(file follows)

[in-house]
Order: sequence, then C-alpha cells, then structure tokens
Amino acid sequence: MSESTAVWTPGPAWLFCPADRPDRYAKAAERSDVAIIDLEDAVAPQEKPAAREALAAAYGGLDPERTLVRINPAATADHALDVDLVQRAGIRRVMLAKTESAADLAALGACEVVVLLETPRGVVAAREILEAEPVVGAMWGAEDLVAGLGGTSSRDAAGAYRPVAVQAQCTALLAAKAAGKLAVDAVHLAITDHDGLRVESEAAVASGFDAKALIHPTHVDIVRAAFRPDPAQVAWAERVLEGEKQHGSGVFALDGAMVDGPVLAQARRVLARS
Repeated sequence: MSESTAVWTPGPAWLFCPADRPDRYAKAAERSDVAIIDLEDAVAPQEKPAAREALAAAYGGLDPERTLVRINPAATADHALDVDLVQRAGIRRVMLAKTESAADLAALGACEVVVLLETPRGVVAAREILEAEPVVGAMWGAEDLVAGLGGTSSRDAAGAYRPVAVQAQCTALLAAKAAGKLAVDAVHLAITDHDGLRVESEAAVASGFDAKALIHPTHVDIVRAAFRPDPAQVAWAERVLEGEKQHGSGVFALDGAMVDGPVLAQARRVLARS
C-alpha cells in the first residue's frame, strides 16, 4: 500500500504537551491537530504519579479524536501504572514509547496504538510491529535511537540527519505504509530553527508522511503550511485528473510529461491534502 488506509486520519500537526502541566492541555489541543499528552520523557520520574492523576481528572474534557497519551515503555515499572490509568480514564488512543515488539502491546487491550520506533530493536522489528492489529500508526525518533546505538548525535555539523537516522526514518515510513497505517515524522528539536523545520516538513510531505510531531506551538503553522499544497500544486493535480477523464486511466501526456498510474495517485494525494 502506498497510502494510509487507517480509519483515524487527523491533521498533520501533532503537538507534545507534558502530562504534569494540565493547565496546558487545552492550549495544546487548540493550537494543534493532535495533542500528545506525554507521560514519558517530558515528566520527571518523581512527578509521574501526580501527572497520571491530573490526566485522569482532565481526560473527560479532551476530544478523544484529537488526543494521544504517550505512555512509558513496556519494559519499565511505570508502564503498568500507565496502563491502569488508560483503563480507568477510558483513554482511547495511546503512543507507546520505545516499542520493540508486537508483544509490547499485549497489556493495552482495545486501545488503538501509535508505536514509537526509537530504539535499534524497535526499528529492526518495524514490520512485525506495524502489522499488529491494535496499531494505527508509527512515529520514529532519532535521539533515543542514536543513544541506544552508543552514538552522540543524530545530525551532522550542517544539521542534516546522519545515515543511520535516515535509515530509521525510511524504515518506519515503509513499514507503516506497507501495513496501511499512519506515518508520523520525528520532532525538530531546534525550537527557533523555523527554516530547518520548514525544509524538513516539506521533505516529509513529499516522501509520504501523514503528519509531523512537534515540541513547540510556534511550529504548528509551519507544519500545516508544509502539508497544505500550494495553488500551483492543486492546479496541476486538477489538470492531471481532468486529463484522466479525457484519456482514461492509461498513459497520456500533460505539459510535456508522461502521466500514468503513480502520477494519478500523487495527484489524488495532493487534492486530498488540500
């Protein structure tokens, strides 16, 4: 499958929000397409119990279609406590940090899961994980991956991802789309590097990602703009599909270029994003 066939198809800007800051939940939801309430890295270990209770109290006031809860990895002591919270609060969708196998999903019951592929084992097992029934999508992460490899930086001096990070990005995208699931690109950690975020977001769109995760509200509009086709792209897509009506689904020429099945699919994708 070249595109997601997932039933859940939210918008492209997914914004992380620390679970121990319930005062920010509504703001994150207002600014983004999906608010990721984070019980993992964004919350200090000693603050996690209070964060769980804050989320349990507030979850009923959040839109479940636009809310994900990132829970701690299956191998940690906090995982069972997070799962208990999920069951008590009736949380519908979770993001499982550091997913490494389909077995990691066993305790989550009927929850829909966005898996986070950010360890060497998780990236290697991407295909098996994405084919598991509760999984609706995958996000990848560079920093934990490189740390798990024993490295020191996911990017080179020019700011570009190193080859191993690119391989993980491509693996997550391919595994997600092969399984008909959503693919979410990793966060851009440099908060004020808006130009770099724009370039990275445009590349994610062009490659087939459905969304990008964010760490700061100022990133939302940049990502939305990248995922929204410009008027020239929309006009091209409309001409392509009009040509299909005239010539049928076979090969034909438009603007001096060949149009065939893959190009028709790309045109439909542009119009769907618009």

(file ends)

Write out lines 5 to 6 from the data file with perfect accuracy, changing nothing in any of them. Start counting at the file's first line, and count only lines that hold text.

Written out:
C-alpha cells in the first residue's frame, strides 16, 4: 500500500504537551491537530504519579479524536501504572514509547496504538510491529535511537540527519505504509530553527508522511503550511485528473510529461491534502 488506509486520519500537526502541566492541555489541543499528552520523557520520574492523576481528572474534557497519551515503555515499572490509568480514564488512543515488539502491546487491550520506533530493536522489528492489529500508526525518533546505538548525535555539523537516522526514518515510513497505517515524522528539536523545520516538513510531505510531531506551538503553522499544497500544486493535480477523464486511466501526456498510474495517485494525494 502506498497510502494510509487507517480509519483515524487527523491533521498533520501533532503537538507534545507534558502530562504534569494540565493547565496546558487545552492550549495544546487548540493550537494543534493532535495533542500528545506525554507521560514519558517530558515528566520527571518523581512527578509521574501526580501527572497520571491530573490526566485522569482532565481526560473527560479532551476530544478523544484529537488526543494521544504517550505512555512509558513496556519494559519499565511505570508502564503498568500507565496502563491502569488508560483503563480507568477510558483513554482511547495511546503512543507507546520505545516499542520493540508486537508483544509490547499485549497489556493495552482495545486501545488503538501509535508505536514509537526509537530504539535499534524497535526499528529492526518495524514490520512485525506495524502489522499488529491494535496499531494505527508509527512515529520514529532519532535521539533515543542514536543513544541506544552508543552514538552522540543524530545530525551532522550542517544539521542534516546522519545515515543511520535516515535509515530509521525510511524504515518506519515503509513499514507503516506497507501495513496501511499512519506515518508520523520525528520532532525538530531546534525550537527557533523555523527554516530547518520548514525544509524538513516539506521533505516529509513529499516522501509520504501523514503528519509531523512537534515540541513547540510556534511550529504548528509551519507544519500545516508544509502539508497544505500550494495553488500551483492543486492546479496541476486538477489538470492531471481532468486529463484522466479525457484519456482514461492509461498513459497520456500533460505539459510535456508522461502521466500514468503513480502520477494519478500523487495527484489524488495532493487534492486530498488540500
């Protein structure tokens, strides 16, 4: 499958929000397409119990279609406590940090899961994980991956991802789309590097990602703009599909270029994003 066939198809800007800051939940939801309430890295270990209770109290006031809860990895002591919270609060969708196998999903019951592929084992097992029934999508992460490899930086001096990070990005995208699931690109950690975020977001769109995760509200509009086709792209897509009506689904020429099945699919994708 070249595109997601997932039933859940939210918008492209997914914004992380620390679970121990319930005062920010509504703001994150207002600014983004999906608010990721984070019980993992964004919350200090000693603050996690209070964060769980804050989320349990507030979850009923959040839109479940636009809310994900990132829970701690299956191998940690906090995982069972997070799962208990999920069951008590009736949380519908979770993001499982550091997913490494389909077995990691066993305790989550009927929850829909966005898996986070950010360890060497998780990236290697991407295909098996994405084919598991509760999984609706995958996000990848560079920093934990490189740390798990024993490295020191996911990017080179020019700011570009190193080859191993690119391989993980491509693996997550391919595994997600092969399984008909959503693919979410990793966060851009440099908060004020808006130009770099724009370039990275445009590349994610062009490659087939459905969304990008964010760490700061100022990133939302940049990502939305990248995922929204410009008027020239929309006009091209409309001409392509009009040509299909005239010539049928076979090969034909438009603007001096060949149009065939893959190009028709790309045109439909542009119009769907618009």